Belfast Telegraph

Prof launches test to find genetic fault behind heart disease

Diagnosis: Fenton Butler
Diagnosis: Fenton Butler

By Christopher Leebody

A leading genetics expert, who developed a test for a potentially deadly disease, is to address an event in Stormont today.

Professor Steve Humphries, Emeritus Professor of Cardiovascular Genetics at University College London, has developed a DNA test for the potentially fatal heart condition known as Familial Hypercholesterolaemia (FH).

Funded by the British Heart Foundation, Prof Humphries' research has led to the development of a new blood test which will specifically identify the genetic fault in those believed to be at risk.

The first of its kind in the UK, the professor will launch what is billed as "a new pathway for patients" across all five health trusts, ensuring those at risk of FH are identified and treated at the earliest stage.

He said: "I am pleased to visit Belfast to launch this new FH pathway for patients in Northern Ireland. My life's research has been on FH and discovering that a DNA test could be used to see whether relatives of someone with FH also have the condition.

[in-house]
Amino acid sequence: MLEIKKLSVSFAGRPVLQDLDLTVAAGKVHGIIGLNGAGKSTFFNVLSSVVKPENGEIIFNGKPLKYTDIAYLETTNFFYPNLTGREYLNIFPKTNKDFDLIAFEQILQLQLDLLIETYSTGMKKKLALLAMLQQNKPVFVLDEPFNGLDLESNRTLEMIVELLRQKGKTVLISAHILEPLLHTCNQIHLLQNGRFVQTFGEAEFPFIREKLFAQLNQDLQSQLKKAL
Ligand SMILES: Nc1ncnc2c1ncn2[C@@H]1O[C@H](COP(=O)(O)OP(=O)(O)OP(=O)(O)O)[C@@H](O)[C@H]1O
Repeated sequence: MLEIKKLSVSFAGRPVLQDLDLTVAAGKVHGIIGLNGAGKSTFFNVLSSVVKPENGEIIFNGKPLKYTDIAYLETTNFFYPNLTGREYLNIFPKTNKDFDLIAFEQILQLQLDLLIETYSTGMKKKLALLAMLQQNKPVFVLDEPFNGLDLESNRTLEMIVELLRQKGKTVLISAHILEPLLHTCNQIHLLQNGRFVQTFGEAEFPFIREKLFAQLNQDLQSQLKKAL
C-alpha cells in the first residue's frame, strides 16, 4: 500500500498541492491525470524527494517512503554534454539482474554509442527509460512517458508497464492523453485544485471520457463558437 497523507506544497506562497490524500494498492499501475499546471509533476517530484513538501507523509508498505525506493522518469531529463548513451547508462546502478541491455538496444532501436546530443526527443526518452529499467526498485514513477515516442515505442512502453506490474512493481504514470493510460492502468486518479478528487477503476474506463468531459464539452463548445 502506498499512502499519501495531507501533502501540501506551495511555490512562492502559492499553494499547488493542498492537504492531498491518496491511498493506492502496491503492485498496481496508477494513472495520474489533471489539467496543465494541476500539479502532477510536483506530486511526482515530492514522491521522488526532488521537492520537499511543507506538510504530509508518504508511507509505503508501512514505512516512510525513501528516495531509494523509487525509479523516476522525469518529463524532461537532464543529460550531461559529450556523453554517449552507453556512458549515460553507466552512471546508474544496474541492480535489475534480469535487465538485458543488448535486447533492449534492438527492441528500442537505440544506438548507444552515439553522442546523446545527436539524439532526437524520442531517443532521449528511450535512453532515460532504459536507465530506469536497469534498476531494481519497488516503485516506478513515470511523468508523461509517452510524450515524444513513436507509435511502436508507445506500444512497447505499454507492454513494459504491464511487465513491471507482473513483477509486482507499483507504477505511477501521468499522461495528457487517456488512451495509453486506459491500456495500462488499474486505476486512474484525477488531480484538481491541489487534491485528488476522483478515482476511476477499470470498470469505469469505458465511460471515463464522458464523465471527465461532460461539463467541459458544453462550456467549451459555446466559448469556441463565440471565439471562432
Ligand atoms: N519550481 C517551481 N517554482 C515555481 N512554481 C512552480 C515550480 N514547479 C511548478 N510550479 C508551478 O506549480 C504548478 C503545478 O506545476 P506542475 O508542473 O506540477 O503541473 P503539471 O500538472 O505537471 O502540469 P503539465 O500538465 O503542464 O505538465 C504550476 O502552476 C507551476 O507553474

"Since then we've put a lot of work into developing faster and faster, more accurate and cheaper ways to test and find the genetic mutation in a person if he or she is suspected of having FH.

"I'm delighted to see Northern Ireland leading the way with this new model which aims to identifying patients and potentially saving lives," he added.

Affecting one in every 250 people here, the genetic condition causes dangerous levels of cholesterol to build up in the organ, significantly increasing the risk of a heart attack.

Fenton Butler (72), from north Belfast, was one of the first to be diagnosed with the condition in the 1970s. He inherited it from his father and has since seen the impact affect multiple generations of his family.

"I was diagnosed after my brother was admitted to hospital and they suggested the whole family have our cholesterol levels checked," he said.

"Out of us six children, five of us were diagnosed with FH. I was the youngest in my family, so was only 22 or 23 at the time.

"Since then another two generations have been diagnosed with FH, including my daughter."

Mr Butler is one of the more than 7,200 people in Northern Ireland who it is estimated have the condition and he welcomes the innovation in testing.

"No one wants to be diagnosed with an illness that can lead to an early death, we are grateful that we have been given the chance through the testing."

The event, sponsored by Alliance MLA Paula Bradshaw, takes place between 1.30pm and 4pm.

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